Q: Dr. Eppley, I have a teenage daughter with nonstop migraine headaches for over a year and I suspect occipital neuralgia. I’d like to know more about what you do for migraines. Thank you.
A: There are some specific non-surgical and surgical treatments for migraines that have identifiable trigger points. Most so-called migraines do not have trigger point, however, Trigger points can be identified by both history and physical examination. Almost all of the patients that I treat for migraines as a plastic surgeon have been through full medical work-ups usually by a neurologist and have failed all conventional medical therapies.
Trigger points are specific areas where sensory cranial nerve branches pass through muscles on their way to supply specific skins areas. The muscles squeeze or pinch the nerves which serves as the trigger point for the migraine. The three most common trigger point areas are the occipital, temporal, and frontal regions. Sometimes only one trigger point exists but it can include two or even three. By far, the occipital trigger point is the most common in my migraine patient experience.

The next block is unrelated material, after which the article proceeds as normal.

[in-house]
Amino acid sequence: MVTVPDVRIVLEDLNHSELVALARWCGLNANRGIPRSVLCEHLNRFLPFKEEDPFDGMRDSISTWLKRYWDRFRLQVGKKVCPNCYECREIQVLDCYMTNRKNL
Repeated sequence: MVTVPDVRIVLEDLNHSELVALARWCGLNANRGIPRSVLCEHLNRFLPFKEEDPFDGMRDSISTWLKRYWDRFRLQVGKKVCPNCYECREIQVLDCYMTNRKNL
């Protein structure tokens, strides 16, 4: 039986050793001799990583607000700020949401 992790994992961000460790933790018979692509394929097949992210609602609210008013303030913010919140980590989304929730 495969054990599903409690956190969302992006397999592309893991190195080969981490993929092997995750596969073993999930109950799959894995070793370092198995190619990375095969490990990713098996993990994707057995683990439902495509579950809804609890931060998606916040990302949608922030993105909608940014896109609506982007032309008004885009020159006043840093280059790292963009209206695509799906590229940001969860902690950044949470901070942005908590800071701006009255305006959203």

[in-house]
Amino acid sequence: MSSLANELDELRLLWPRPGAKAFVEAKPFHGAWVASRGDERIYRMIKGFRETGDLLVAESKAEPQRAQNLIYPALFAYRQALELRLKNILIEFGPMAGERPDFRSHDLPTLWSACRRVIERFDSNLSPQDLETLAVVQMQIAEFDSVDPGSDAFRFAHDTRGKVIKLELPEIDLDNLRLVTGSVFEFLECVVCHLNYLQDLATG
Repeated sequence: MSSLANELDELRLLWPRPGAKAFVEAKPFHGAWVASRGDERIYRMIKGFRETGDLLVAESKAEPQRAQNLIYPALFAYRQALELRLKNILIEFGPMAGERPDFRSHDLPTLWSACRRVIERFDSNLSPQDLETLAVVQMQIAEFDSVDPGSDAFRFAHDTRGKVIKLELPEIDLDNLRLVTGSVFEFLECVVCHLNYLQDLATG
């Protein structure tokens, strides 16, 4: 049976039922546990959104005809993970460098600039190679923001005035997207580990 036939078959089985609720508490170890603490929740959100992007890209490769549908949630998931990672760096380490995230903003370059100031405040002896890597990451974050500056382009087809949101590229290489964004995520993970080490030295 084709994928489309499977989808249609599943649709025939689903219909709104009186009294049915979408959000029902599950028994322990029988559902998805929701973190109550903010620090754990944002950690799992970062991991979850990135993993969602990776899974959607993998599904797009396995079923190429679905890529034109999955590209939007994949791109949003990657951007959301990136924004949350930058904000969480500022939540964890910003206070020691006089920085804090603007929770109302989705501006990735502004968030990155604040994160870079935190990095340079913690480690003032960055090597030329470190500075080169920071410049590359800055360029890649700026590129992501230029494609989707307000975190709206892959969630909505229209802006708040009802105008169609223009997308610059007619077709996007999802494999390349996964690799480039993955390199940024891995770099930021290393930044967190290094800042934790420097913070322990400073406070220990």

The initial treatment of a suspected ‘trigger point’ migraine is Botox injections. This is both a treatment as well as a diagnostic test. If sufficient relief is obtained, then one can continue with Botox injections or proceed with nerve decompression surgery where the constricting muscle is removed around the nerve.
This is a general migraine treatment overview. The use of Botox and decompressive surgery are rare in adolescents for migraines but, in the properly qualified patient, would be acceptable.
Dr. Barry Eppley